Kyphosis is a condition where the convex curvature of the back is abnormally increased causing a hunched back and may lead to formation of a dowager’s hump, in severe cases. Patients begin to develop symptoms such as nerve compression with the progression of the disease. Prominent kyphosis can lead to intestinal obstruction resulting in pain the lower abdomen area. Kyphosis causes abdominal conditions such as gastrointestinal reflux disease (a digestive disorder), compression of abdominal contents, pain or hiatal hernia (a condition in which a part of the stomach is pushed into the diaphragm).
A normal spine has three curves which enables it to absorb the load on the spine due to the weight of the body. These are the inward curvature at the cervical spine or the neck region of the spine and the lower back, and the outward curvature at the thoracic spine, or the upper back region. These normal curves of the spine allow the head to be balanced directly over the pelvis.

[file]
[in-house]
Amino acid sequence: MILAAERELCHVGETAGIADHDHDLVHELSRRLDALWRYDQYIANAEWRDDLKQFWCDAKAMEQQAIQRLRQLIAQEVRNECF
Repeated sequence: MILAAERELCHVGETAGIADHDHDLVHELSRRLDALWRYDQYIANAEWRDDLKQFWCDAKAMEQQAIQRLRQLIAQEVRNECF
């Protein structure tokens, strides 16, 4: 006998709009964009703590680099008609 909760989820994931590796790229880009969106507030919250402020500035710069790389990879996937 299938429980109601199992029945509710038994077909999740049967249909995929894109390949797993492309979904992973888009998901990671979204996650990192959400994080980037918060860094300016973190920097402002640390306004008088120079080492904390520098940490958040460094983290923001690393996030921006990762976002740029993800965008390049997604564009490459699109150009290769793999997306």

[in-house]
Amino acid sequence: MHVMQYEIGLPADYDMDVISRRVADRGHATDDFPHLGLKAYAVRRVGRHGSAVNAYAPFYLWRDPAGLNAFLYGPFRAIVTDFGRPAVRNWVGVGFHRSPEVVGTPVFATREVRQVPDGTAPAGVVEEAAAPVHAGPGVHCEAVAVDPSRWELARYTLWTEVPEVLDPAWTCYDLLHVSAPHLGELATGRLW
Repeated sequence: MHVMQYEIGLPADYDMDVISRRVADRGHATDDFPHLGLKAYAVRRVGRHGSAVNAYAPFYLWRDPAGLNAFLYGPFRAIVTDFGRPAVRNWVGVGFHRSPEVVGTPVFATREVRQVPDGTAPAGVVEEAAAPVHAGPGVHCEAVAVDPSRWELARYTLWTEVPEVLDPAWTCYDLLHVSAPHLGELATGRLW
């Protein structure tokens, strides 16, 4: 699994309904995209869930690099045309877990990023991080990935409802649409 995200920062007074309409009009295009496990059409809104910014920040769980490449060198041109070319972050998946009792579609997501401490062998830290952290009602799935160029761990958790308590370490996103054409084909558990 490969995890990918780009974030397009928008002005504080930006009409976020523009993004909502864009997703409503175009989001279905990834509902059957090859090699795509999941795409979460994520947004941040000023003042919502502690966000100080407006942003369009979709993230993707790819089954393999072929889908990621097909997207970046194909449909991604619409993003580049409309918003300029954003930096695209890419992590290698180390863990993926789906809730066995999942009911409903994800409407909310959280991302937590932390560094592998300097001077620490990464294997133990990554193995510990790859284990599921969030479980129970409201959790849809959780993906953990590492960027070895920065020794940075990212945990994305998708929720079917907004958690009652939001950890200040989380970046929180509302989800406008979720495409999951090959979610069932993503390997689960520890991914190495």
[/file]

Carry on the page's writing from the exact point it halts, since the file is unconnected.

Kyphosis is a spinal disorder referring to an abnormal outward rounding of the back, creating an appearance of a hunchback. It usually develops in the thoracic spine, or the upper back. It can also develop in the neck region, in which case it is known as cervical kyphosis, and in the lumbar spinal region (lower back).
There are many causes of kyphosis. Some of them are:
The treatment for kyphosis depends on the underlying causes, severity and any additional symptoms. Nonoperative treatments like medications, physical therapy and braces are considered before resorting to surgery.
Surgery for kyphosis is carried out if the pain is severe and not relieved by nonoperative treatments, if the condition is progressing, has resulted in a physical deformity or if patient is suffering from congenital kyphosis.